Verbuč David


When studying how rock, punk, and similar cultures relate to place,
scholars tend to focus on local scenes (and on concerts as constitutive events
that establish the rock music community). When they do consider translocal
connections, they mostly discuss non-face-to-face relations, for instance, as
enacted through printed or electronic media. In this paper, by ethnographically
examining the interpersonal dynamics of several case studies, I demonstrate
that the music community of DIY (do-it-yourself) participants in
the US is constituted in large part through face-to-face interaction, not only
in local places (through the interaction of DIY participants both within and
between music venues), but in translocal space (through touring, and similar
traveling practices), as well. Local participants depend on translocal touring
participants (who generate flows of ideas, sounds, objects, and people), and
the translocal participants depend on their local compatriots (who provide
places at which to play, or sleep). Local DIY places, especially DIY participants’
houses, play a significant role in this dialectic as items of reciprocal
exchange within the translocal “network of friends/favors.” In addition, they
also function as places of ‘intimacy,’ in the local context as sites for small and
‘intimate’ concerts, and translocally as places for hosting touring musicians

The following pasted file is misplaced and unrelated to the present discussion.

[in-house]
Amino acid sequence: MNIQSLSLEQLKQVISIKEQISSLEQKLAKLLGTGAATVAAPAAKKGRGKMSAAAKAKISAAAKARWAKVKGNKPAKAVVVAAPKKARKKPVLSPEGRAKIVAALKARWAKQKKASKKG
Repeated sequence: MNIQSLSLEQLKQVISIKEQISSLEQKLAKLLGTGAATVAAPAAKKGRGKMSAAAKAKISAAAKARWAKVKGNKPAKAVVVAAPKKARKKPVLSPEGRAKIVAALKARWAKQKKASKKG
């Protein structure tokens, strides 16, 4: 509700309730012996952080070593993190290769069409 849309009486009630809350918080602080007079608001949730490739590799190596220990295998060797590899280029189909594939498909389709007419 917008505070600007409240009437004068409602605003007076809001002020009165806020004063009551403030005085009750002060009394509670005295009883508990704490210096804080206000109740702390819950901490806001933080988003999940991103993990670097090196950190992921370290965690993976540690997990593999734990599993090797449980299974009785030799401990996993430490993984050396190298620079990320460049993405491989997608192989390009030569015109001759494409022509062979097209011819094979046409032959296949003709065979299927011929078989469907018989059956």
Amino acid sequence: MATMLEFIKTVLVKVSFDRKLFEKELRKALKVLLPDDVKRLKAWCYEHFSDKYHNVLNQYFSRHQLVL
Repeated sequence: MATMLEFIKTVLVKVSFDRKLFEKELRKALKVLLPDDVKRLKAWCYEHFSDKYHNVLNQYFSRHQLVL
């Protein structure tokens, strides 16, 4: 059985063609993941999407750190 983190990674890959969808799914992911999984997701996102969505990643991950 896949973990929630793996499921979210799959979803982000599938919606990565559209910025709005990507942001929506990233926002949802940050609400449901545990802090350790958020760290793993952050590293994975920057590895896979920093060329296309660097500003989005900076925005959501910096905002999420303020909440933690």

as houseguests. DIY places/houses thus contribute to an experience of closeness
and to the transformation of fans to friends for the DIY participants. In
the first part of the paper, I examine the establishment of local and translocal
DIY ‘communities’ through the social practice of touring (culture as travel).
In this section, I also briefly discuss historical and geographical factors, and
consider the dimensions of race, gender, and sexuality in the American DIY
touring experience. In the second part, I subsequently observe the aspects
and particular characteristics of DIY touring practices themselves (travel as
culture), and how they reflect and generate DIY values and politics.


music and place/space; music and mobility; social construction of a ‘community;’ American DIY cultures, and DIY touring

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Vydání: 17, 2015, 2